tangled politics of the Richmond-Airport- Vancouver rapid transit line
Public debate is beginning to rage across the
lower mainland over the
intense politics around the controversial proposed $1.5 billion
Richmond-Airport-Vancouver Skytrain line, the cost of having it run by
Corporation and the
BC Liberal government’s efforts to push the
project through without the standard public review process, according
Months of increasing debate among public
officials exploded into the
public realm after a marathon four-hour directors’ meeting of the Greater
Vancouver Regional District on May 28, which voted by a narrow margin
at least $1.5 billion for the new line.
Many were fuming over the bitter tangle of
motions and counter motions.
Others were trying to unravel exactly what happened. Since then, the
has threatened to split Vancouver’s left-leaning COPE council, and has
labour, environmental, consumer and community groups against a
government intent on pushing what many fear is the privatization of the
Former Greater Vancouver Transit boss Ken Dobbell, now Deputy Minister
Premier Gordon Campbell, and former Vancouver city manager and
Campbell confidant, spearheads the project. His January 2001 report
an underground Skytrain from the Airport to downtown Vancouver, ready
2010 Olympics, and run as a “P3”--public-private-partnership--where a
corporation designs, builds and operates RAV for a profit.
RAV project director Jane Bird included Dobbell’s P3 angle in her
report to Vancouver City Council. She proposed a RAV line under Cambie
surfacing at 49th Ave. and running to the airport and Richmond. Local
Main, Cambie, Oak and Granville St. buses would be cutback as new
divert passengers to five new stations on Cambie.
Bird said the RAV would carry 5200 passengers an hour from downtown to
airport in 25 minutes, with ridership peaking at 100,000 a day by 2010.
According to independent transit analyst Phil LeGood, only Skytrain
can meet those expectations.
The cost of RAV would be funded by $300 million each from the
government, the Airport Authority and Translink, and $450 million from
The rest would come from a 35-year contract with a P3 partner.
During three nights of heated public debate at Vancouver City Hall in
RAV critics noted that only 38,000 daily commuters now take transit
three Fraser River crossings the Arthur Laing, Oak and Knight St
well as on the Granville, Oak, Cambie and Main St. bus corridors.
Councillor David Cadman noted that If RAV doesn’t hit the
mark, Translink will have to subsidize the P3 operator out of tax
“Our concern in the RAV project is that the
projections show there will
be just a marginal impact on greenhouse gas emissions,” said SPEC
Whistler. “Another concern we have on the financing is that there’s
going to be
some reduction to local bus service to pay for this. Bus service is the
backbone of public transit.”
Jim Houlihan, of the Canadian Autoworkers Union Local 111, the drivers
maintenance workers on the transit system, told Council “RAV will make
ferries look like a good investment.” Even Vancouver chief engineer
Rudberg admitted he was worried about the P3 and urged Council to
carefully.” Big business, developers and the Olympic lobby supported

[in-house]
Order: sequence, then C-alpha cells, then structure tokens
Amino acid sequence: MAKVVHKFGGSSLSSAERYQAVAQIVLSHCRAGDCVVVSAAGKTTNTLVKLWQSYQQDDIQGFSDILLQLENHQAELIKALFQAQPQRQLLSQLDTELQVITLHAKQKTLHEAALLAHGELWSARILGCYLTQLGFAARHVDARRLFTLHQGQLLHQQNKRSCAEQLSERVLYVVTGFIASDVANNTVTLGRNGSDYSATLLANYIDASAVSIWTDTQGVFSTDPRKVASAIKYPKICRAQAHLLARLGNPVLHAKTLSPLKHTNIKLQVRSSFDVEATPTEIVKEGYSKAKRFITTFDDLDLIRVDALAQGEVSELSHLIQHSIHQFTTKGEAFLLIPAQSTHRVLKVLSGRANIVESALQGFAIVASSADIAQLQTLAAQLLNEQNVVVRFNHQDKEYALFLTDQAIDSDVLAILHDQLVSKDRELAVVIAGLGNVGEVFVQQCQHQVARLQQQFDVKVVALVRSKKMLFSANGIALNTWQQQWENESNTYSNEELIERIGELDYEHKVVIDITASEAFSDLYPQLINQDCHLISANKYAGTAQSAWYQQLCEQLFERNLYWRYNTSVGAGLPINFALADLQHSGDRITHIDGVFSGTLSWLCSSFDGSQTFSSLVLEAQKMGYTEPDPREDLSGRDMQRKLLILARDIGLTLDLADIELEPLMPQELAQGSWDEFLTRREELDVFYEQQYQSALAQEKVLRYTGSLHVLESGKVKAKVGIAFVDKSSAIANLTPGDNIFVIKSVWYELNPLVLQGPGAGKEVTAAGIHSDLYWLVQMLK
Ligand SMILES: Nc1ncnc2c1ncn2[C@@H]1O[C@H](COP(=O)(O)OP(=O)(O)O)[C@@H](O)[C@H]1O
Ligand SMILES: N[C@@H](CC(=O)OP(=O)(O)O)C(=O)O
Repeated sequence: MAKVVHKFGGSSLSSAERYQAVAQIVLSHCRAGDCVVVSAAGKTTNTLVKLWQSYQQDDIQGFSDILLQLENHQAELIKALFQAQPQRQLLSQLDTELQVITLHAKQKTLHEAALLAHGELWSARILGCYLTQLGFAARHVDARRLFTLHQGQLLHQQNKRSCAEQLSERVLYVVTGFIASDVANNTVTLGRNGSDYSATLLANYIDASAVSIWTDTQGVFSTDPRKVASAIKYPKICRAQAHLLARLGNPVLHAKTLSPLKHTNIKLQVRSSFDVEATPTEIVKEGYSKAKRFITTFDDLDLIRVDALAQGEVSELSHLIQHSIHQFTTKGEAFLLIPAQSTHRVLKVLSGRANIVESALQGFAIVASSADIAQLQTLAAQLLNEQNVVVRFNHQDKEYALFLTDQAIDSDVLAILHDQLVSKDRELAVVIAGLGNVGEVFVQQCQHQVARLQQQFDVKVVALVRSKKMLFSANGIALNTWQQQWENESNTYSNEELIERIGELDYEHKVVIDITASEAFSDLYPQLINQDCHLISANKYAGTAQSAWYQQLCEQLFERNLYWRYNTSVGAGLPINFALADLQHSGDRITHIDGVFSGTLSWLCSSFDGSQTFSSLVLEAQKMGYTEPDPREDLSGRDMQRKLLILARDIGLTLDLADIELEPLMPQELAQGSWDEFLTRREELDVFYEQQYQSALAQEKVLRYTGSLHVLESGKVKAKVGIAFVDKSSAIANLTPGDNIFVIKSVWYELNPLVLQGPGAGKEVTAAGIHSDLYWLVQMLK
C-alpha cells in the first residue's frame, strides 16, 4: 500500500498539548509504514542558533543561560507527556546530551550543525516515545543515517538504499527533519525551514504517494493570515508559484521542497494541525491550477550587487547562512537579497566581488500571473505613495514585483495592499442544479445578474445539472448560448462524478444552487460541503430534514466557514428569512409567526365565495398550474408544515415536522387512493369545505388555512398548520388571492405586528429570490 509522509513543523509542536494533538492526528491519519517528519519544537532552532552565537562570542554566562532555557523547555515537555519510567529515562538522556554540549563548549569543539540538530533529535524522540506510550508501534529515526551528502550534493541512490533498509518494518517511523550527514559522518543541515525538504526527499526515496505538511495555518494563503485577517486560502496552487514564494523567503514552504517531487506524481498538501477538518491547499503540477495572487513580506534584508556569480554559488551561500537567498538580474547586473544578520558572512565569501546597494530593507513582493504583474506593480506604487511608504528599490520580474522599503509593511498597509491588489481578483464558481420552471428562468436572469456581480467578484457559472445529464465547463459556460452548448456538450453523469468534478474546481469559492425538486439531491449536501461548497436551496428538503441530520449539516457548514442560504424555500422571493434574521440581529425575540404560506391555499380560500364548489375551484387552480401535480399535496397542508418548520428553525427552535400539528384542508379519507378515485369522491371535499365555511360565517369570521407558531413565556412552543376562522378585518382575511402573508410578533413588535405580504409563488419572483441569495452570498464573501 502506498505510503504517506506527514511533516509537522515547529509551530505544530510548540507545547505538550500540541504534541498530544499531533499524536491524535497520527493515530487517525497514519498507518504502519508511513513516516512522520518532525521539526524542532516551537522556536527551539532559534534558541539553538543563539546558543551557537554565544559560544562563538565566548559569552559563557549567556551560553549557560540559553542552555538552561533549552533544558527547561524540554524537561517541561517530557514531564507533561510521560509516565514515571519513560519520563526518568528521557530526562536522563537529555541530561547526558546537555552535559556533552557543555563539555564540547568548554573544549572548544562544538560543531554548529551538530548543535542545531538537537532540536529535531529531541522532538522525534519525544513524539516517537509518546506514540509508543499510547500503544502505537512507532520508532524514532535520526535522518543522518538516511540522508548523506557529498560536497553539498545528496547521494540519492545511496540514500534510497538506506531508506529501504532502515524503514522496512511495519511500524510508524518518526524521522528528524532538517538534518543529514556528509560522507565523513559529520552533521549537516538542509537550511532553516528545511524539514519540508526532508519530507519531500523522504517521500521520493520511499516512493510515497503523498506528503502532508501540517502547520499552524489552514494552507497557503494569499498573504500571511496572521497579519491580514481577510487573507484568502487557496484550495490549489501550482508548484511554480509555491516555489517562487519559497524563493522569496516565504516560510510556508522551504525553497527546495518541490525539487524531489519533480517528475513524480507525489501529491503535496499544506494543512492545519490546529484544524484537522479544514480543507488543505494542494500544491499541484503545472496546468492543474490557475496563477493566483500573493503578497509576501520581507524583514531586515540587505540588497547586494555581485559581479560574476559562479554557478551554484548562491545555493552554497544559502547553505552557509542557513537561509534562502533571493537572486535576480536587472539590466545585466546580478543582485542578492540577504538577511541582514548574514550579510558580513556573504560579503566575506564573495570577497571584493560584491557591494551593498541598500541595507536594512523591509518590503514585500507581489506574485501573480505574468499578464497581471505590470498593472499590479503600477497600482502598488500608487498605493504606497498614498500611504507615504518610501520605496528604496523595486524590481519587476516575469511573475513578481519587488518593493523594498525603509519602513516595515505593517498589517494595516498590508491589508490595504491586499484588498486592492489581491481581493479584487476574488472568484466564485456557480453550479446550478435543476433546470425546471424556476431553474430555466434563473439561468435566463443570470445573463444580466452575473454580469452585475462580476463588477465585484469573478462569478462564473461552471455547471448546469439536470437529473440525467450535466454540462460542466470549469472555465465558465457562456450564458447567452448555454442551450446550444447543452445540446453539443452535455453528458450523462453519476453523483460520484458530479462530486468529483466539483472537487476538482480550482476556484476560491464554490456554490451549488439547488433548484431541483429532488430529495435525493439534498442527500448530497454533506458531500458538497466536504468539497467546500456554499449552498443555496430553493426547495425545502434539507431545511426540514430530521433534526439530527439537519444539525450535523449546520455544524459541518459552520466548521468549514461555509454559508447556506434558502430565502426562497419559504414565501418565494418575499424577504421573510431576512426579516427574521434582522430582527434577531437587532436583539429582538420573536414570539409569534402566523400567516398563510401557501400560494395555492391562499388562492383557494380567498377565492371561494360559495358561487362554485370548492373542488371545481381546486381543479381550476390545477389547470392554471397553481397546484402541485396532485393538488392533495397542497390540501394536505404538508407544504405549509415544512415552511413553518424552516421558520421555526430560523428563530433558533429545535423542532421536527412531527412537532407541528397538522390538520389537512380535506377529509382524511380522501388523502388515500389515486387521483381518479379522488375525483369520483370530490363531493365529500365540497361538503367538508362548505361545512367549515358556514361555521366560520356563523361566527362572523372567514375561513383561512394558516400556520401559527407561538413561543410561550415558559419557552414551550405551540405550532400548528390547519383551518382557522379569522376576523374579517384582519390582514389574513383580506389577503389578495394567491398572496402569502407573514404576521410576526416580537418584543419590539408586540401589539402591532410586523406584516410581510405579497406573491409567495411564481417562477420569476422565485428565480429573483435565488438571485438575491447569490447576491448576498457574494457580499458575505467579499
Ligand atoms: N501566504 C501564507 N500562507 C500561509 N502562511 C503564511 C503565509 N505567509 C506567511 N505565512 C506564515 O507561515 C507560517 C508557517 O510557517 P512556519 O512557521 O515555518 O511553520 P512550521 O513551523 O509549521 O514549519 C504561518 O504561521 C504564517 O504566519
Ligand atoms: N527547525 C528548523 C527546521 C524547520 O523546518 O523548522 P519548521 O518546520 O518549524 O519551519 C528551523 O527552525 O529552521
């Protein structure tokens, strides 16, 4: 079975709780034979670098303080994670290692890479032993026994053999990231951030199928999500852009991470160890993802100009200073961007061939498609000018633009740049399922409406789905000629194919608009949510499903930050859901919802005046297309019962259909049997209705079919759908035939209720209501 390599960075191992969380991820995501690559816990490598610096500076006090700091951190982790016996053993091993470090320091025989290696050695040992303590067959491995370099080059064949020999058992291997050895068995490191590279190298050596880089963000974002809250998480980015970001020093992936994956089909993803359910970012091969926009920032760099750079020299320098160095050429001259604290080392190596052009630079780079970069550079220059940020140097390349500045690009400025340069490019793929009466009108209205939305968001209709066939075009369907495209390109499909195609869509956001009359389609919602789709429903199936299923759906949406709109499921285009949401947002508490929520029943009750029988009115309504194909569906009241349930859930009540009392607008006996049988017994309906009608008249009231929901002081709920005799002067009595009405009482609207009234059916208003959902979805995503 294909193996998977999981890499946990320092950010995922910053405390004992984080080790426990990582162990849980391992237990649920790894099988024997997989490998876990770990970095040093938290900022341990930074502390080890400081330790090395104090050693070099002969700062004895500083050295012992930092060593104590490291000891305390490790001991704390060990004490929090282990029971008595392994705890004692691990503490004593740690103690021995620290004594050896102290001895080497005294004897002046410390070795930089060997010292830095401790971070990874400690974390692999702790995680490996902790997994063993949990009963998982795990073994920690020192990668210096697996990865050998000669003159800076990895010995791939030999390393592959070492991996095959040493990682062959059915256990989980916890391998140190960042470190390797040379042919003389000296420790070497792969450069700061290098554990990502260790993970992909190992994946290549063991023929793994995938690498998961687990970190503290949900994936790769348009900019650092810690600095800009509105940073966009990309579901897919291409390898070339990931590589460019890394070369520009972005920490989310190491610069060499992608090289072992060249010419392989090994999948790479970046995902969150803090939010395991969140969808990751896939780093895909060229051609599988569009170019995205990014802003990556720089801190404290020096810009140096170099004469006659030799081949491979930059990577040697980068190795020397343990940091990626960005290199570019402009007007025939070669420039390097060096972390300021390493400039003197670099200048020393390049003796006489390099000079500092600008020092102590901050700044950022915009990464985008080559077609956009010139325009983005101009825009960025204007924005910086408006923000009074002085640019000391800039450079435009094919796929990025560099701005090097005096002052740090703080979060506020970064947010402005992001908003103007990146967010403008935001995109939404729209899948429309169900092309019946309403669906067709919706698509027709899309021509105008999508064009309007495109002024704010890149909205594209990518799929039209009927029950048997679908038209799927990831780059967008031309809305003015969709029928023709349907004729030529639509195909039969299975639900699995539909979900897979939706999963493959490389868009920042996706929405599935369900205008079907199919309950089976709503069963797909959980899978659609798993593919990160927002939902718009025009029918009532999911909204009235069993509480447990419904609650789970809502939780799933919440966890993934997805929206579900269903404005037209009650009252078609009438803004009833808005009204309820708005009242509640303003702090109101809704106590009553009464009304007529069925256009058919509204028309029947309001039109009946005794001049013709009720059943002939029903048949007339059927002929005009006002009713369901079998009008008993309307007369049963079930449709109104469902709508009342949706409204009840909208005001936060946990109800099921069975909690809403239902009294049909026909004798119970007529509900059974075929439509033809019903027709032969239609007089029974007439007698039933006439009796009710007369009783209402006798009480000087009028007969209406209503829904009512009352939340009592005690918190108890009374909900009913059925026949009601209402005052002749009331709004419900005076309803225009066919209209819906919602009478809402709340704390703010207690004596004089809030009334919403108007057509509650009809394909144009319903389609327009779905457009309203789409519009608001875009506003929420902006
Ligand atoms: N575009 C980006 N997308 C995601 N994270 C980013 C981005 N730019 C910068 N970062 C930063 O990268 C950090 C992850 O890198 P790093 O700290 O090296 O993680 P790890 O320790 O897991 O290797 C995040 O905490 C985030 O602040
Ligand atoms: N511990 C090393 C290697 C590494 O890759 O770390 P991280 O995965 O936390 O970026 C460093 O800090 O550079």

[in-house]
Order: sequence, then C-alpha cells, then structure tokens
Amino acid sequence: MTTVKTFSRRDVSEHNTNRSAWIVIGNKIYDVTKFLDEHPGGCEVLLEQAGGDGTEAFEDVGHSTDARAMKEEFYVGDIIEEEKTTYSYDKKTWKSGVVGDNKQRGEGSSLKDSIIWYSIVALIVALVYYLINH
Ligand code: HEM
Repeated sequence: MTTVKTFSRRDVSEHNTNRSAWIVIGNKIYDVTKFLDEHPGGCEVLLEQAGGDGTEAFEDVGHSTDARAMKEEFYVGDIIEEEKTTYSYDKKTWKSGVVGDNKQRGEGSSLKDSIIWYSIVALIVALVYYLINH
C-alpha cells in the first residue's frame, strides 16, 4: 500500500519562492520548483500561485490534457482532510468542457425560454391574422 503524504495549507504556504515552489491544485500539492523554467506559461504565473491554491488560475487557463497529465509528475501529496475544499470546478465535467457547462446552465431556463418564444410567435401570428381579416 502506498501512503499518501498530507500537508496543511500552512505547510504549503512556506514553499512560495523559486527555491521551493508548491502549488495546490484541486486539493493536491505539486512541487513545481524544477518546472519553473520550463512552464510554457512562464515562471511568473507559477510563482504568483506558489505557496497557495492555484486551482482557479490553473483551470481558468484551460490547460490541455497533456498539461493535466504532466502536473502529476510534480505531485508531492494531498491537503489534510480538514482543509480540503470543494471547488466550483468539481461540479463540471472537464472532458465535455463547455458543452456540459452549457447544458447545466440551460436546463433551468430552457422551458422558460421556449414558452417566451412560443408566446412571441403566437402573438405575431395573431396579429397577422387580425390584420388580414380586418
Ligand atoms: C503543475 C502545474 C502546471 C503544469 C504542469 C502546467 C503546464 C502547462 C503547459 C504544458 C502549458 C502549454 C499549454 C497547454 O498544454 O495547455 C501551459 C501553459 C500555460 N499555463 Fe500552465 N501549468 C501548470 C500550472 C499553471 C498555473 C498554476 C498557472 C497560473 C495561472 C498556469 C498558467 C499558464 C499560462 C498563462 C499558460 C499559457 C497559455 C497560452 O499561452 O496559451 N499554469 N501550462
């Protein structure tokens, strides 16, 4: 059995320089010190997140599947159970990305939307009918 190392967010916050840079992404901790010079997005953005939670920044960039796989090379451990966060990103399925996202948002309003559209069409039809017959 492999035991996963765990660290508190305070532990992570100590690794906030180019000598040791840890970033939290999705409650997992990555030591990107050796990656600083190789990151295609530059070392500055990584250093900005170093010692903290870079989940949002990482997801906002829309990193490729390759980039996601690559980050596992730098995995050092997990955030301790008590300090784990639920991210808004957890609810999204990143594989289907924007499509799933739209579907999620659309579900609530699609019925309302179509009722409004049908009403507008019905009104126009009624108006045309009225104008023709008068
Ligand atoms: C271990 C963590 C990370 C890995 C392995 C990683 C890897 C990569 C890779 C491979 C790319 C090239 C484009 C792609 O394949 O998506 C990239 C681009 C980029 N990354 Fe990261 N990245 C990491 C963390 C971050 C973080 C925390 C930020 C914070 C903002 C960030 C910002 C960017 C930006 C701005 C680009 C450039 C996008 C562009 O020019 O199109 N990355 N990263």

in the end, it didn’t matter what decision Vancouver’s elected
While public debate raged in Vancouver on the night of May 14,
Pat Jacobsen was conferring with Dobbell. They were finalizing details
64, an amendment to the Greater Vancouver Transportation Act that would
through Translink and the GVRD. Bill 64 revoked section of the act that
requiring public consultation. Bill 64 also cut the time in which the
approve RAV from 120 to 3 days. If the GVRD takes longer than three
decide, then Victoria would consider that a yes vote.
Surrey Mayor and current GVRD Chair Doug
McCallum supports the project
in its entirety. But Vancouver Council and the GVRD Board would be a
Knowing he needed at least token public input, McCallum hastily
public meeting on RAV with one-day notice for Tuesday, May 20,
Victoria Day holiday weekend. Translink directors then approved the RAV
May 23 meeting, with Vancouver directors Cadman and Fred Bass, New
Mayor Wayne Wright and Port Coquitlam Mayor Scott Young voting no.
Burnaby mayor and GVRD director Derek Corrigan had just passed a motion
council for a review of the P3. Corrigan and other mayors in Coquitlam,
Coquitlam and Port Moody were angry that the existing transportation
calling for rapid transit in their region was being dumped for a
All of Vancouver’s GVRD directors, except Mayor Larry Campbell, sided
Corrigan and New Westminster’s Wright in voting against RAV and the P3.
Richmond, Delta and Langley solidly backed RAV. In the end RAV was
Within days of the GVRD vote, Bird announced that the giant Bombardier
Corporation, which developed the Skytrain technology, topped a list of
multi-national giants bidding on a P3 RAV.
Meanwhile, Bill 64 is being challenged in BC Supreme Court by the
Union of Public Employees, who service and operate the Skytrain system.
President Barry O’Neill, a veteran of the 2001 battle to stop GVRD’s
million P3 water filtration plant, launched the challenge, arguing that
Translink failed to consult with the public as required by the GVTA
If a BC Supreme Court judge agrees with CUPE, then both Translink and
GVRD’s votes could be thrown out, and RAV would be back at square one.
according to O’Neill, a successful CUPE challenge would not necessarily
Victoria from ramming the project through without public input.
As one long-time legal expert described the Victoria and the RAV
machinations, “it may be neither fair, just nor democratic, but it is